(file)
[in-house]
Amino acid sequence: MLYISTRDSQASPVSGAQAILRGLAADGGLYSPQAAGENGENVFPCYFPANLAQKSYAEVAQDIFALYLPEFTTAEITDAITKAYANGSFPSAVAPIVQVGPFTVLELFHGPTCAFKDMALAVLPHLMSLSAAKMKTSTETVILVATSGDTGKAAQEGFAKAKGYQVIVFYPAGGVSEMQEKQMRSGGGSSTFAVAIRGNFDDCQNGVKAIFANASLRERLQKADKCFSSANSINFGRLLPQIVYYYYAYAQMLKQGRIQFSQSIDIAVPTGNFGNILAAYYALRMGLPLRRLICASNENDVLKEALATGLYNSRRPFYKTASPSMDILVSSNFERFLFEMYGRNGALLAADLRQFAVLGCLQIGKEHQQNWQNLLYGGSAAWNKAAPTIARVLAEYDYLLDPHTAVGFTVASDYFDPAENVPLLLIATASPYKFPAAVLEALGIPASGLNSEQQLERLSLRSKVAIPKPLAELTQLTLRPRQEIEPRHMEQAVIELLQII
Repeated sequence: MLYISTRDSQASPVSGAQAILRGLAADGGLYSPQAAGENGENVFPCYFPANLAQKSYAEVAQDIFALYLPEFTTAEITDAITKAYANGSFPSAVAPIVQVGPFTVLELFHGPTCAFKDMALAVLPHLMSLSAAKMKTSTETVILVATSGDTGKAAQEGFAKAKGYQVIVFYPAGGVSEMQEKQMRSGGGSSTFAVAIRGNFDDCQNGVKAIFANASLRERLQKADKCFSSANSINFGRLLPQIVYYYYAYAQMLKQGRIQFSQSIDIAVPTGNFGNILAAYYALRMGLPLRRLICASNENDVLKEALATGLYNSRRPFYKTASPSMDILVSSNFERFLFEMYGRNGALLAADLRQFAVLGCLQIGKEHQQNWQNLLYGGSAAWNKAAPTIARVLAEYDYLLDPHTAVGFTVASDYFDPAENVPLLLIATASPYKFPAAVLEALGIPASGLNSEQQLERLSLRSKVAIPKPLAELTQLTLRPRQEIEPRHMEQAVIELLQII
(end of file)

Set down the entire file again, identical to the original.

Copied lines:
[in-house]
Amino acid sequence: MLYISTRDSQASPVSGAQAILRGLAADGGLYSPQAAGENGENVFPCYFPANLAQKSYAEVAQDIFALYLPEFTTAEITDAITKAYANGSFPSAVAPIVQVGPFTVLELFHGPTCAFKDMALAVLPHLMSLSAAKMKTSTETVILVATSGDTGKAAQEGFAKAKGYQVIVFYPAGGVSEMQEKQMRSGGGSSTFAVAIRGNFDDCQNGVKAIFANASLRERLQKADKCFSSANSINFGRLLPQIVYYYYAYAQMLKQGRIQFSQSIDIAVPTGNFGNILAAYYALRMGLPLRRLICASNENDVLKEALATGLYNSRRPFYKTASPSMDILVSSNFERFLFEMYGRNGALLAADLRQFAVLGCLQIGKEHQQNWQNLLYGGSAAWNKAAPTIARVLAEYDYLLDPHTAVGFTVASDYFDPAENVPLLLIATASPYKFPAAVLEALGIPASGLNSEQQLERLSLRSKVAIPKPLAELTQLTLRPRQEIEPRHMEQAVIELLQII
Repeated sequence: MLYISTRDSQASPVSGAQAILRGLAADGGLYSPQAAGENGENVFPCYFPANLAQKSYAEVAQDIFALYLPEFTTAEITDAITKAYANGSFPSAVAPIVQVGPFTVLELFHGPTCAFKDMALAVLPHLMSLSAAKMKTSTETVILVATSGDTGKAAQEGFAKAKGYQVIVFYPAGGVSEMQEKQMRSGGGSSTFAVAIRGNFDDCQNGVKAIFANASLRERLQKADKCFSSANSINFGRLLPQIVYYYYAYAQMLKQGRIQFSQSIDIAVPTGNFGNILAAYYALRMGLPLRRLICASNENDVLKEALATGLYNSRRPFYKTASPSMDILVSSNFERFLFEMYGRNGALLAADLRQFAVLGCLQIGKEHQQNWQNLLYGGSAAWNKAAPTIARVLAEYDYLLDPHTAVGFTVASDYFDPAENVPLLLIATASPYKFPAAVLEALGIPASGLNSEQQLERLSLRSKVAIPKPLAELTQLTLRPRQEIEPRHMEQAVIELLQII